The peak is still open to the public. The neighbor has been putting up no trespassing sign. The mailbox where you leave donations should still be across the gravel road from the trail head, but may not be marked. You do not need to call for permission, just respect the private property. Park on the gravel road and walk 1 mile down the two track, past the picturesque old farmstead, to the gate on your right. Walk through the gate and find the trail to the left. The owner is OK with this. I talked with him last week.

Ended up finding the route after following Googles terrible directions (it leads you to a property with a no trespassing sign). I didn't verify AllTrails directions...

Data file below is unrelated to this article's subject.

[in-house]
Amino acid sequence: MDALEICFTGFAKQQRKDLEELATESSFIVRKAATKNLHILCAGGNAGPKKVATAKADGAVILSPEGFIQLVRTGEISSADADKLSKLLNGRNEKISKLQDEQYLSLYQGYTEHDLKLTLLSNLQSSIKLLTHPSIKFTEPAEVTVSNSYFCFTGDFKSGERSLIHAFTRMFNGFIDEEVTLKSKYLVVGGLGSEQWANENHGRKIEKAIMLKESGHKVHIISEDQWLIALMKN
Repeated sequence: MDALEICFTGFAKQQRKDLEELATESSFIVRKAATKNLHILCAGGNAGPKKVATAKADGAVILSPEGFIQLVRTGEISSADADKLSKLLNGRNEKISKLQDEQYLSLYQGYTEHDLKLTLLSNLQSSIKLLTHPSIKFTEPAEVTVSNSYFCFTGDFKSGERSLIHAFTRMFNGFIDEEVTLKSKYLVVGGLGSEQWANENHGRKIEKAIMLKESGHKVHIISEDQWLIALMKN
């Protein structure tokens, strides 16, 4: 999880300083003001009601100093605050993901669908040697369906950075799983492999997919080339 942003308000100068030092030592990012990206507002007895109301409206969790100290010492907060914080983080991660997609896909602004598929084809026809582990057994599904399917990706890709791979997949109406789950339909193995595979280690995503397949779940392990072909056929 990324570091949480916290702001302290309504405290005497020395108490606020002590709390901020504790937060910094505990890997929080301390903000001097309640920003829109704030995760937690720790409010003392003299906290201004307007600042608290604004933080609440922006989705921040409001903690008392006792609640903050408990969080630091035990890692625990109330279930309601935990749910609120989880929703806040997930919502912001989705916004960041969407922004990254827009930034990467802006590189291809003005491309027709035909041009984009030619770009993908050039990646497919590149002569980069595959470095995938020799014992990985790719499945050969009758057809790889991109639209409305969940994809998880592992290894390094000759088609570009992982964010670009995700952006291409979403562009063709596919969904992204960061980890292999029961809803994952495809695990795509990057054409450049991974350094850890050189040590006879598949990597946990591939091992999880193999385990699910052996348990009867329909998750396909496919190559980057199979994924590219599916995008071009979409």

Owner didn't pick up the phone when I called but I left money and a note in a mailbox with a padlock on it. This mailbox is across the street from a tractor road that is currently fenced off with barbed wire, but if you follow the fence (it will be on your right) you will see a faint set of tractor tracks. This adds maybe another mile to the trip.

Eventually, I walked by a copse of trees and an abandoned farm house to a gate where I was greeted by a herd of cows. After going through the gate, I continued to follow a well worn pathway to the summit.

Great views (especially to the southeast). Ran into another highpointer on the trail - what are the odds?